to protect someone, that’s cowardly.” — Jodi Lynn Anderson
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Osprey pair protecting young in nest, Oyster River, Old Saybrook, CT. Photo by Jan Logozzo © 2015
“Just as our ancient ancestors drew animals on cave walls and carved animals from wood and bone, we decorate our homes with animal prints and motifs, give our children stuffed animals to clutch, cartoon animals to watch, animal stories to read.” — Diane Ackerman
The seahorse, as carved here by Bill Kelsey of Branford, CT, has kept its body shape since its inception. Geared for ambling motion rather than speed, they are seemingly content to roam the seas, wrapping their tails around the nearest object to anchor themselves. Loved by youngsters and oldsters alike, they are symbols of patience and contentment, happy with being where they are, in no hurry for advancement.
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Photo by Mary O’Connor © 2015
for danger and heartache and laughter, for a life beyond fear, a life that got bigger, really got bigger, as it receded.” — Jonathan Evison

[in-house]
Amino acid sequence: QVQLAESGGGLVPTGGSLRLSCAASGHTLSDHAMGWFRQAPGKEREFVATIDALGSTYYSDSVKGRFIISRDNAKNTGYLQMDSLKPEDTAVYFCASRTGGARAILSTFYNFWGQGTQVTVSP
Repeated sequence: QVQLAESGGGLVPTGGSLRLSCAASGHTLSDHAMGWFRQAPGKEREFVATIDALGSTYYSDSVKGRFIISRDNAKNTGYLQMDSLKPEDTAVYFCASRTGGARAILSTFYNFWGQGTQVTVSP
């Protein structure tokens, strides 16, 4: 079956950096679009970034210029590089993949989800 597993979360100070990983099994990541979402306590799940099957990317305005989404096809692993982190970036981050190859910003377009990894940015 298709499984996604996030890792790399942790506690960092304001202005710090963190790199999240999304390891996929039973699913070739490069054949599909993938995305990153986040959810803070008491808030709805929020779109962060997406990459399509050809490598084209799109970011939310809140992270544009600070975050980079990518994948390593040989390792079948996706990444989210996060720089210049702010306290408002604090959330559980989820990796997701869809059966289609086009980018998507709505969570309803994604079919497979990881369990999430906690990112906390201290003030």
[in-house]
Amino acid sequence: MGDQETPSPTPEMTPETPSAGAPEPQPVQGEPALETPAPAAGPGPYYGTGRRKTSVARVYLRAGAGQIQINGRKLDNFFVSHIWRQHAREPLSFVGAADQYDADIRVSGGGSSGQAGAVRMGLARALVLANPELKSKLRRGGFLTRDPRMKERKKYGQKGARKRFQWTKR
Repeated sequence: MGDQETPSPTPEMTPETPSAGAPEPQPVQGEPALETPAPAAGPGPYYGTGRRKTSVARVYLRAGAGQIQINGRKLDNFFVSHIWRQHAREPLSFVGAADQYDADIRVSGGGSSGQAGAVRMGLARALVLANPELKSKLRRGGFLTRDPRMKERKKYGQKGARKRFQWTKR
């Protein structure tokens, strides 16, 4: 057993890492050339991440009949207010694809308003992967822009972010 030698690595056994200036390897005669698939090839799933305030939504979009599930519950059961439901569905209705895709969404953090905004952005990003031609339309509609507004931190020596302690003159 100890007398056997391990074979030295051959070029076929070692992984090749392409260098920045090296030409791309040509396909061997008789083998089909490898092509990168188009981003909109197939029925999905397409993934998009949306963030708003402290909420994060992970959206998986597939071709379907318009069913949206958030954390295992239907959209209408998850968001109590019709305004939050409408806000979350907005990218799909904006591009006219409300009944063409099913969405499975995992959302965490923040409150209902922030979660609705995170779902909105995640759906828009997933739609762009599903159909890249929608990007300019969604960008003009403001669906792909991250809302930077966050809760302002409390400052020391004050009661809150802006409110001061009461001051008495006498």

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Leaving Tanzania, heading out over Indian Ocean to coast of Zanzibar. Photos by Mary O’Connor © 2007
because they are afraid to look straight. All you have to do is look straight and see the road, and when you see it, don’t sit looking at it – walk.” — Ayn Rand
And, to paraphrase the words of author Anne Lamott when she said that the road to enlightenment is long and difficult, be sure to bring snacks and magazines on your journey!
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Stone wall-lined road through Harkness Memorial State Park, Waterford, CT. Photo by Jan Logozzo © 2015